Baseball purists may think that this non-baseball fan is knit picking the game itself and the fact that Congress may be grandstanding. Well maybe Congress is grandstanding a little but then again somebody needs to do something. As for me picking at a scab on a sore, I have no intentions of picking at an old wound. What Schilling and others are failing to realize is that they have disrespected the game by allowing steroid users proliferate the sport and inflate the record books. Those are the facts but what is troublesome is the fact that players like Schilling and individuals like Selig fail to see that they are now overstepping the bounds given to their forefathers so many years ago.

IF FRANKENSTEIN DOESN’T WANT TO COME IN…BREAK HIM DOWN So what can Congress do to insure that major league baseball, the union and the players realize that the steroids issue is a major problem in this country? How can this body of individuals force a monopoly to realize that they are affecting the youth of this country more than what they realize and that their selfish practices need to stop? Well there’s always one solution and it is what I have proposed time and time again in this space; strip major league baseball of its anti-trust exemption from being a monopoly.

Again baseball purists are going to say I’m piling on but let’s face the facts of 2005. Major league baseball doesn’t need this right any longer. When you have players signing big contracts and ballparks being built left and right, the exemption isn’t needed. When you have players setting all kinds of hitting records and the crowd attendances keep going up and setting new marks, the exemption is a moot piece of antiquated legislation. However it will need to be a combined effort from both the House and the Senate to make something like this a reality. It will take a bi-partisan committee to not only be willing to strip baseball of what they perceive as their ‘indelible’ right but all 535 members of both chambers must be willing to send the monster it has allowed to grow and ‘fester’ back into the dungeon in which it came from. If a great majority of the elected officials cannot see common ground on this matter, baseball will continue to abuse the American public with it’s lies. If Congress really wanted to make sure that the steroids issue becomes history, it may have to revisit some very old history and find a new fix for a system that has long since been broken.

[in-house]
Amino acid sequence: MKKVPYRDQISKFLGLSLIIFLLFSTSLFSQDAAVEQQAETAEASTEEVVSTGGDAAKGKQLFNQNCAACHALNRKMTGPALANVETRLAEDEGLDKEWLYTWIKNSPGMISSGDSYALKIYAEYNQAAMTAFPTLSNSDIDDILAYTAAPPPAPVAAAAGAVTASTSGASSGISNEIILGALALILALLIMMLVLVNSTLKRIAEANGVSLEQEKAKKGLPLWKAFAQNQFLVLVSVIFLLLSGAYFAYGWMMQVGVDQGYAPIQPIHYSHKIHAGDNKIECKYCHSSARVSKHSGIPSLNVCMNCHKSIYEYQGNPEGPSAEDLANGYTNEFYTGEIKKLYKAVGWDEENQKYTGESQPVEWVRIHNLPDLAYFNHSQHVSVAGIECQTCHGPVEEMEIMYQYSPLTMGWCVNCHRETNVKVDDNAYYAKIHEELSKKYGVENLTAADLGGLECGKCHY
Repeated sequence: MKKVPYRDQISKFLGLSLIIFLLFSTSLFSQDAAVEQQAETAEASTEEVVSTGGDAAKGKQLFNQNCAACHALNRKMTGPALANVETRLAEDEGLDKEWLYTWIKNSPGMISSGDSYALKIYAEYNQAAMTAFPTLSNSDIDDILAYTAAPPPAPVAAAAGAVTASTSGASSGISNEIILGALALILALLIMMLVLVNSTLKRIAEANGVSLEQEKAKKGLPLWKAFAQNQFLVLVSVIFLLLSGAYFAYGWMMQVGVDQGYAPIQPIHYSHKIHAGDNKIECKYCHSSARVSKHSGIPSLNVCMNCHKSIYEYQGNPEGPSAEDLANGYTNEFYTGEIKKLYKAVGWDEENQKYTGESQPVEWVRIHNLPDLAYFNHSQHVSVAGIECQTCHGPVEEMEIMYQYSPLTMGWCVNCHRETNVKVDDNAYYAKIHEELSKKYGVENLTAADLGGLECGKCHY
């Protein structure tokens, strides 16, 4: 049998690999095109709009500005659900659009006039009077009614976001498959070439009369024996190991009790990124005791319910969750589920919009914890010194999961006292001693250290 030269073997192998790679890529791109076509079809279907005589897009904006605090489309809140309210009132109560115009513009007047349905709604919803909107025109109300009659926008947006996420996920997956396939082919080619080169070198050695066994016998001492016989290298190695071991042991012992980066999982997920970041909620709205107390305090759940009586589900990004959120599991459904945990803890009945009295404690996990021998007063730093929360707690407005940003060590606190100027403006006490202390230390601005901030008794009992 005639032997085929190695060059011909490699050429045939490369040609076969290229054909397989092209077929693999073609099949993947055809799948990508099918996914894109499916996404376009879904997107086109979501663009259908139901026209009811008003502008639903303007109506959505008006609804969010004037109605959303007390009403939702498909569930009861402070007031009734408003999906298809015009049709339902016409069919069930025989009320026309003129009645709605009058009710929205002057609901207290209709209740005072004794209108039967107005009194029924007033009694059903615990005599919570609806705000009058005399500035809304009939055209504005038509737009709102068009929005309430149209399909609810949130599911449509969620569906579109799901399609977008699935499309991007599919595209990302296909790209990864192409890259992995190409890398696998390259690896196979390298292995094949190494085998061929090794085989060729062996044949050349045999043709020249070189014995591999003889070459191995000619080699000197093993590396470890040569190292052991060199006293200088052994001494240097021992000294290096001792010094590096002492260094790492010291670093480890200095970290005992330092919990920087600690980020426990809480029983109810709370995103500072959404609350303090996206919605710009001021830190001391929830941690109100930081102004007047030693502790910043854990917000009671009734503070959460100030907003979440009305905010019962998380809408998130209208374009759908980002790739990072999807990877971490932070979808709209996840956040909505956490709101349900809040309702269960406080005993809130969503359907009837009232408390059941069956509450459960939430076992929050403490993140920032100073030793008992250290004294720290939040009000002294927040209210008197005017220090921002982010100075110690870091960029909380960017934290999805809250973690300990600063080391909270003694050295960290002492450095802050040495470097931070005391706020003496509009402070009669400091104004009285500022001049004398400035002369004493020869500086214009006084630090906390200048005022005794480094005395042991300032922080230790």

There are no easy answers to this steroid issue in baseball. I could write a bazillion words on the topic and nothing may ever get done. I could volunteer to speak at the Congressional hearings on St. Patrick’s Day but what good would it do? I could shout from the tallest part of Qualcomm Stadium but would my voice be heard? Probably not but then again this isn’t for my self-promoting career and me. I want these Congressional hearings to be more substance than fodder because it is time this country takes back a game that was once so innocent, so pure that movies were made of it. These hearings must have some merit and bite in their findings to where the business dealings of the league as a whole are discarded and a more fiscally responsible enterprise takes form.

All of these things must be done in order for Congress to rein the monster back into the village of sports. For far too long Frankenstein has been running amuck and now the villagers are tired of fighting against it. Congress is the key to solving this matter and it is time they do something now and not pontificate as to what could be said or done later on in life.